Classification of Ultrafine Magnetite and its Effect on Fine-Coal Dense-Medium Cycloning

Classification of Ultrafine Magnetite and its Effect on Fine-Coal Dense-Medium Cycloning

Testing was conducted previously to investigate the effects of cyclone geometry and flow rate on the occurrence of apparent bypassing when separating 150×25µm anthracite in a 25mm diameter cyclone. Apparent bypassing indicates that some fraction of the feed coal bypasses or short circuits directly to the clean coal and/or refuse streams, independent of the separating action in the cyclone. The result is a loss and/or contamination of the clean coal, which potentially limits the application of dense-medium cycloning in the cleaning of fine coal.

Experimental Approach

Two grades of magnetite were used for this series of tests. Type-I was an ultrafine magnetite with a top size of 15 µm, which was supplied by the Pea Ridge Iron Ore Company. Type-II was coarser (43% < 15µm) and was prepared by dry screening conventional (90% <45 µm) magnetite at 38 µm.

The cyclone testing was performed in a 25mm diameter stainless-steel cyclone. The unit was fabricated in such a way that each component was interchangeable to allow a wide array of geometries to be investigated.

Five sets of tests were conducted in this study. Initially, three series of tests were performed (set 1), with the size distribution of the magnetite being the only variable from one series to another. For each series, three inlet diameters were used, while keeping the remaining cyclone geometry the same (underflow diameter=6.5mm, overflow diameter=8mm, vortex- finder length=25.4mm, cylinder length=25.4mm, cone angle=10°).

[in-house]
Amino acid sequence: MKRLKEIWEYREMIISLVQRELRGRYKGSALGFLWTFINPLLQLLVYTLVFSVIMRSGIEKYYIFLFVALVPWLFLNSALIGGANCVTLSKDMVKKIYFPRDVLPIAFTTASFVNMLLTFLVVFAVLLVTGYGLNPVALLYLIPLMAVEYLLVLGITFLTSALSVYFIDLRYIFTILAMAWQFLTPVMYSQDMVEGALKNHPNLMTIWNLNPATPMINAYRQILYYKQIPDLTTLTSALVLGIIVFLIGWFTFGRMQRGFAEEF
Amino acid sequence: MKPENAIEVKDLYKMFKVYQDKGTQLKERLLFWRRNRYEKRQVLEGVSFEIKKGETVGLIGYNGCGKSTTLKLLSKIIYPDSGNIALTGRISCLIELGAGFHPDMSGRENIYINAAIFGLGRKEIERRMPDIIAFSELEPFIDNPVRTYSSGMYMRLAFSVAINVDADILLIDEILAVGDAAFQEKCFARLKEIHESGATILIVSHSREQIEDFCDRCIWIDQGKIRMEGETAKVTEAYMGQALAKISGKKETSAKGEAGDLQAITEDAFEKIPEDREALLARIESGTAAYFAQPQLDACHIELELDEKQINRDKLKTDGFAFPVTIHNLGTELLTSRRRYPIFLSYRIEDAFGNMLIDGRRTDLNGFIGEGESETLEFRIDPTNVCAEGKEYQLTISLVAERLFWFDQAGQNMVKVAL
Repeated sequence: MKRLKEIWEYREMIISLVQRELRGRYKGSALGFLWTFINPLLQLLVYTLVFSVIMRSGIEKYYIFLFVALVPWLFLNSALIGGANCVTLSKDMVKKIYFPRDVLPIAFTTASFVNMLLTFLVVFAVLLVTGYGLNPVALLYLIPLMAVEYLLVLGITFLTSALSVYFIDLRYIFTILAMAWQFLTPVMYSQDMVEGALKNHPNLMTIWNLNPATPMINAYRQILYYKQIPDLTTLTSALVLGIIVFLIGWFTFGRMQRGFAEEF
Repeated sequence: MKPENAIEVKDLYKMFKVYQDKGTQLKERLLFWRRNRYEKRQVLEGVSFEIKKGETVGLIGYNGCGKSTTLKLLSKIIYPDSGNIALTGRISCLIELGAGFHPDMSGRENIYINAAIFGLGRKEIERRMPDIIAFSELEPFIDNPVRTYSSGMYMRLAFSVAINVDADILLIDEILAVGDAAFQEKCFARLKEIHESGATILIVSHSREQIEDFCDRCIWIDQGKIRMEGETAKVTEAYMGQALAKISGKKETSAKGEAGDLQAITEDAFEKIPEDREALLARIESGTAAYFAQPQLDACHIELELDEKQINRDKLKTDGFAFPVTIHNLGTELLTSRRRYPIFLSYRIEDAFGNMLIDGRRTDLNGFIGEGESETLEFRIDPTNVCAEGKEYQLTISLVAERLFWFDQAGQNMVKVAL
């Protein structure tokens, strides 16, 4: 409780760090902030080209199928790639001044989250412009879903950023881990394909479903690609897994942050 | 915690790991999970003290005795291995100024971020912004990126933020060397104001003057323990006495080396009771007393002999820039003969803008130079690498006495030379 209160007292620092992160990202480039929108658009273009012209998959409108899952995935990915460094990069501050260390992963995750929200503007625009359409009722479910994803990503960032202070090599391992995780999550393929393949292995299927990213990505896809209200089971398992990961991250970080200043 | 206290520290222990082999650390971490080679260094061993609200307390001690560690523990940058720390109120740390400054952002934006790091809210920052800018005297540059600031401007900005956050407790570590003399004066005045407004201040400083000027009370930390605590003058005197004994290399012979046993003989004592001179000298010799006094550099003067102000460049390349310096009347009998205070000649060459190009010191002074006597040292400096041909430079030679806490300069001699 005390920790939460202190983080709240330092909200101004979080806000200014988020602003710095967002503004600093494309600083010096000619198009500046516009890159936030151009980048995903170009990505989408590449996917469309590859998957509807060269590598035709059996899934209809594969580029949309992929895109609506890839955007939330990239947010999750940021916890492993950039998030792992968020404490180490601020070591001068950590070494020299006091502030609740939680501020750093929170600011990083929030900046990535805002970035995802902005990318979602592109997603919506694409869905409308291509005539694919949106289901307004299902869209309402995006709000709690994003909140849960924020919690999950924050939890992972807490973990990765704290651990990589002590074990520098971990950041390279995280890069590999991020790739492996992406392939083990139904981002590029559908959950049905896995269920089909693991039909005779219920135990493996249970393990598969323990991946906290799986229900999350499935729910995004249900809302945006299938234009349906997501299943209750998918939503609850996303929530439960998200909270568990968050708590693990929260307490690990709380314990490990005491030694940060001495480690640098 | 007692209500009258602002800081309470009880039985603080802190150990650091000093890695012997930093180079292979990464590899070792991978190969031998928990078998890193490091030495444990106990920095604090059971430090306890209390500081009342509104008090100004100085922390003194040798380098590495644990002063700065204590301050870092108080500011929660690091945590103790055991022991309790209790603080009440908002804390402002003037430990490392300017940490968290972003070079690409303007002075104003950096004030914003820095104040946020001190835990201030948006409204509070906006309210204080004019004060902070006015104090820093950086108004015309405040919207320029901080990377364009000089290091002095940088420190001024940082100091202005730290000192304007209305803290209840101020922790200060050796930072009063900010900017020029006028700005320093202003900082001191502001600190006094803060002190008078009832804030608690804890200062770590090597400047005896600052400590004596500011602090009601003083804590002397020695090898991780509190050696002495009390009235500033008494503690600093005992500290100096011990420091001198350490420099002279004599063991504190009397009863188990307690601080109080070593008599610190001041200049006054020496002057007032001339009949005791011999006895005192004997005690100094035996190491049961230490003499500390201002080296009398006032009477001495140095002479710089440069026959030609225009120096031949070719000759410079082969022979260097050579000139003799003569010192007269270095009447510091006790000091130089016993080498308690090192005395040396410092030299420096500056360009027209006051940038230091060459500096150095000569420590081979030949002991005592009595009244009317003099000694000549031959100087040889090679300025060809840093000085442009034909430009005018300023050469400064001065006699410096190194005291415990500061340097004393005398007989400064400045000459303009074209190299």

The magnetite samples from sets 1 and 4 were weighed (slurry weight), dried, and weighed again (solid weight). The relative density of the slurries was calculated based on the percent solids. A size analysis of each of the samples from set 1 was done using a Microtrac SPA.

Results and Discussion

In the first set of tests, the classification of the 100PR magnetite was minimal. The classification that did occur was the greatest for the smallest inlet diameter as might be expected. Under these conditions, the cyclone acts primarily as a thickener rather than a classifier, and the differential (the difference between the relative density of the underflow and the overflow stream) is attributed to this effect. By negating the effects of classification, the resultant splits and differentials would be expected to be similar.

The next set of tests was run to investigate the correlation between magnetite classification and the partition curves at the same test conditions (using 100PR and 50PR magnetite). When processing coarser coal, it has been shown that the classification of the magnetite can impact separation efficiency. The partition curves for the 150×106µm and 75×53µm size fractions at each test condition for both magnetite grades.

For the 100PR magnetite, it can be seen that as the inlet diameter increased, the RD50 decreased for a given size fraction. The “best” separation (lowest Ep value) was obtained for test 2 using the 5mm inlet diameter. An increase in the inlet diameter generally resulted in an increase in the a-bypass, particularly for the 75×53µm size fraction.

It can be seen  that the relative density of the underflow stream and the relative density differential increased with the flow rate and also with an increase in the ratio of the overflow-to-underflow diameters . However, the relative density of the overflow stream was insensitive to a change in the flow rate for all the ratios. Changes in the ratio of the overflow-to-underflow diameter have been shown to influence the separation efficiency of coarse particles.

ultrafine magnetite size selectivity curves

ultrafine magnetite partition curves

a study of the classification of ultrafine magnetite and its effect on fine-coal dense-medium cycloning